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Freeway noise has been a problem from the opening of the first freeway. Paul S. Venekassen, for whom I worked in the early 70s, recommended 3m(?) high sound barriers made of concrete panels. They provide an 11dB or greater reduction in Sound Pressure Level towards the start of the noise path into residential neighborhoods. By now such panels have been installed along most of the urban freeways adjacent to residential neighborhoods. If the reading were 90 dB on the freeway shoulder that would translate into 79 dB on the neighborhood side, falling away at approximately 6dB per doubling of distance. But even two or three miles away from a freeway the noise will often be audible on quiet evenings. Then there are airplanes, helicopters, ambulances and police sirens in addition to street traffic. Cities are noisy places. Part of why I moved close to the middle of nowhere, only to find I still have the occasional siren and helicopter.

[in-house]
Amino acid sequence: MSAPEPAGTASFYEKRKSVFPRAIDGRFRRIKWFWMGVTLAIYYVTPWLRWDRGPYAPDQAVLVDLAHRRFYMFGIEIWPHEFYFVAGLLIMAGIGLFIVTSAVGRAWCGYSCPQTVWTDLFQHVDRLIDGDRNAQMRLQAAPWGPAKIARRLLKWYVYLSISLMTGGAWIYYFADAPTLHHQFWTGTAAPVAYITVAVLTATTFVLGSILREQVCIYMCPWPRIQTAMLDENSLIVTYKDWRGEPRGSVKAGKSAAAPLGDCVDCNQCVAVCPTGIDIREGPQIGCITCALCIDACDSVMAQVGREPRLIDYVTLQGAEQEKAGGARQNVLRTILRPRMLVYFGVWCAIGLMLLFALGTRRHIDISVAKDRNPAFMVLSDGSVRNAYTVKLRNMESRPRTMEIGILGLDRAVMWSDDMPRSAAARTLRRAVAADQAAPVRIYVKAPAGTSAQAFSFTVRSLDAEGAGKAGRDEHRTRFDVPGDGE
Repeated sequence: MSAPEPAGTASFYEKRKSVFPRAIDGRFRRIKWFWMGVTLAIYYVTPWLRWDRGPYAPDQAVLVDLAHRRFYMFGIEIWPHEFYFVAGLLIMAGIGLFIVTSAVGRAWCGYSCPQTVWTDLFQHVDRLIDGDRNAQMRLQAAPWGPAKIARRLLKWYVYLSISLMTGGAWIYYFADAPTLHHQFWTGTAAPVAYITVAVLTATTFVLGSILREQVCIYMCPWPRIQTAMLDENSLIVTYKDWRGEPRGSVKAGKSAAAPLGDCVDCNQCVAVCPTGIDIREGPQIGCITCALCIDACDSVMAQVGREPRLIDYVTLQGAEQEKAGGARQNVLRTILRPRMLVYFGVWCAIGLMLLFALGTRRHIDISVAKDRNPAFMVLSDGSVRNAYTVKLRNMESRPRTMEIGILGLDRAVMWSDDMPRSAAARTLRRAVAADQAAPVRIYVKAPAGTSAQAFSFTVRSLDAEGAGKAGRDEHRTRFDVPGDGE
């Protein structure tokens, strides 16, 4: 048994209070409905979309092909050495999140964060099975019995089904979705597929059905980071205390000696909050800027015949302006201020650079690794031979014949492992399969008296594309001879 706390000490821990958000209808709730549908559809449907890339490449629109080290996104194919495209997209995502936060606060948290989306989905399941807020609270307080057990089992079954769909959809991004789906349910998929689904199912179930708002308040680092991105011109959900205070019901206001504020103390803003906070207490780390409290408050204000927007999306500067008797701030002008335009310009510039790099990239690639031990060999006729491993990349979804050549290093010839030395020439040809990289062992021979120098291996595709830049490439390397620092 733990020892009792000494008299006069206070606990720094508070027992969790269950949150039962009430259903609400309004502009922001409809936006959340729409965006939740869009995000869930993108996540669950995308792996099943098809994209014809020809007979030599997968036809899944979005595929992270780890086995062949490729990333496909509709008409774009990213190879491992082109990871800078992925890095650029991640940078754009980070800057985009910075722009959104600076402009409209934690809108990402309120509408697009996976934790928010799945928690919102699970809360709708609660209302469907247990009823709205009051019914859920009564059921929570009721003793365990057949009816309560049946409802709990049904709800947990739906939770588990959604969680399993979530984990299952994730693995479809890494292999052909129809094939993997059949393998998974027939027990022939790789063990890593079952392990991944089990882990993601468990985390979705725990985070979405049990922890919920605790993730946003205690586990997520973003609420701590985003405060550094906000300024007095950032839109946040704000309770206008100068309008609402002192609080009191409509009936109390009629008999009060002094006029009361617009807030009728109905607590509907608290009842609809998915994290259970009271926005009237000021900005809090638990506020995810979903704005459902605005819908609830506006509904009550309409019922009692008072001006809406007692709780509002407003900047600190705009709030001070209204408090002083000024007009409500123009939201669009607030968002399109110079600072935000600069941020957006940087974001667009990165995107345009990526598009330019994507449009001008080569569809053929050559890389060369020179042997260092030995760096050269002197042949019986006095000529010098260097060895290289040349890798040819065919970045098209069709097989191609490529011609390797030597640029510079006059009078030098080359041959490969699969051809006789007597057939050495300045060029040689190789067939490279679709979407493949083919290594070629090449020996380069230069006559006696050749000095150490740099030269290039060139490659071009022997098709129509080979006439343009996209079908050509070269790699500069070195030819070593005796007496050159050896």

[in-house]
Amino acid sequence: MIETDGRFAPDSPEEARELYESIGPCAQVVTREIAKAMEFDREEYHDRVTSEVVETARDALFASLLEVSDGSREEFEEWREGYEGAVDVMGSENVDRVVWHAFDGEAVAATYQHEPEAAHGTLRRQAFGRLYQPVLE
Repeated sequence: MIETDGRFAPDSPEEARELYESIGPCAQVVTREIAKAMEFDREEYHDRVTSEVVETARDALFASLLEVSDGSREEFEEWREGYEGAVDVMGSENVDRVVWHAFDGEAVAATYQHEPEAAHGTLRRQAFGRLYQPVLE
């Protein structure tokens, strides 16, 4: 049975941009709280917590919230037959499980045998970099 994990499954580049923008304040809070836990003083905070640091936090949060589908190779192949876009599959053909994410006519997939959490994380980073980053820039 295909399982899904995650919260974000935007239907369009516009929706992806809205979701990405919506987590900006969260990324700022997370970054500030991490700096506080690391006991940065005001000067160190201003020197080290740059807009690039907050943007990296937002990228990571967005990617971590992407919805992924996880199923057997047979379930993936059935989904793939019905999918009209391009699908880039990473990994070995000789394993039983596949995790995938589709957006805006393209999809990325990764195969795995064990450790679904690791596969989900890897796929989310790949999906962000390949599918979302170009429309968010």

There are now available commercial concrete sound blocks that have a slot opening that is to be oriented towards the source and a cavity that can be filled with absorbent material. This forms a Helmholtz resonator with a very broad Q. Were such materials used in sound barriers considerable further reductions would be possible. What is absorbed is neither  transmitted, reflected nor refracted over the barrier.    

"It is not necessary to have hope in order to persevere."

by ARGeezer (ARGeezer a in a circle eurotrib daught com) on Fri May 31st, 2013 at 06:14:19 PM EST
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